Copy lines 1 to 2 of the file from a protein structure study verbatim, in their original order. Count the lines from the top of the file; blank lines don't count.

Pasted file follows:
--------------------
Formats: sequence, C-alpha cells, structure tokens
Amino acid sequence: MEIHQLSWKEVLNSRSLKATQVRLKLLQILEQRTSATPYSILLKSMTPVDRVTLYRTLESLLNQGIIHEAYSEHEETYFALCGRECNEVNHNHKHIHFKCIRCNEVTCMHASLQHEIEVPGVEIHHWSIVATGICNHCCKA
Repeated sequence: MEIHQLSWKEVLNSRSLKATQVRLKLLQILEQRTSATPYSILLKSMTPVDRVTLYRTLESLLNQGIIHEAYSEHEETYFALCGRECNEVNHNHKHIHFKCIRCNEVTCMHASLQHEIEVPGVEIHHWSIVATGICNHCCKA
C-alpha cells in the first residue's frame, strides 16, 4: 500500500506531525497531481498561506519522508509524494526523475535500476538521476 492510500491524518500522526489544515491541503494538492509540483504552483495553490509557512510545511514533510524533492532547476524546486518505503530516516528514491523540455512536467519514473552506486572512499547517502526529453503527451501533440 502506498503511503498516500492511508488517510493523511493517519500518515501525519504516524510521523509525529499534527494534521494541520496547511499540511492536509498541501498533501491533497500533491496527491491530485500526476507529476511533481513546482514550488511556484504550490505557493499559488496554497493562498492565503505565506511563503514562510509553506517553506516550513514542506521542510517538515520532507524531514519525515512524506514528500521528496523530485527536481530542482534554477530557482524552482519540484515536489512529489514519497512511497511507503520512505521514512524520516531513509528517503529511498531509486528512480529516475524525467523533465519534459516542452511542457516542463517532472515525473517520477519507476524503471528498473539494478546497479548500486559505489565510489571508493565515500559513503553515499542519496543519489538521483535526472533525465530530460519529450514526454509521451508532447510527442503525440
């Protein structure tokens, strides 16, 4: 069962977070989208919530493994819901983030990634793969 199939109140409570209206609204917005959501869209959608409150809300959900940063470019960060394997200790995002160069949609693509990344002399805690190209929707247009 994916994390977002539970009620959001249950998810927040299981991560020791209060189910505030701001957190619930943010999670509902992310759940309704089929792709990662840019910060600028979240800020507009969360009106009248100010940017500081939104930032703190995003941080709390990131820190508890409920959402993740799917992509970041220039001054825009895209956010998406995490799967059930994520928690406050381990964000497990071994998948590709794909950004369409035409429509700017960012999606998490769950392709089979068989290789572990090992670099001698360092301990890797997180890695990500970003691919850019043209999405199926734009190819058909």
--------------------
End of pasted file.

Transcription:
Formats: sequence, C-alpha cells, structure tokens
Amino acid sequence: MEIHQLSWKEVLNSRSLKATQVRLKLLQILEQRTSATPYSILLKSMTPVDRVTLYRTLESLLNQGIIHEAYSEHEETYFALCGRECNEVNHNHKHIHFKCIRCNEVTCMHASLQHEIEVPGVEIHHWSIVATGICNHCCKA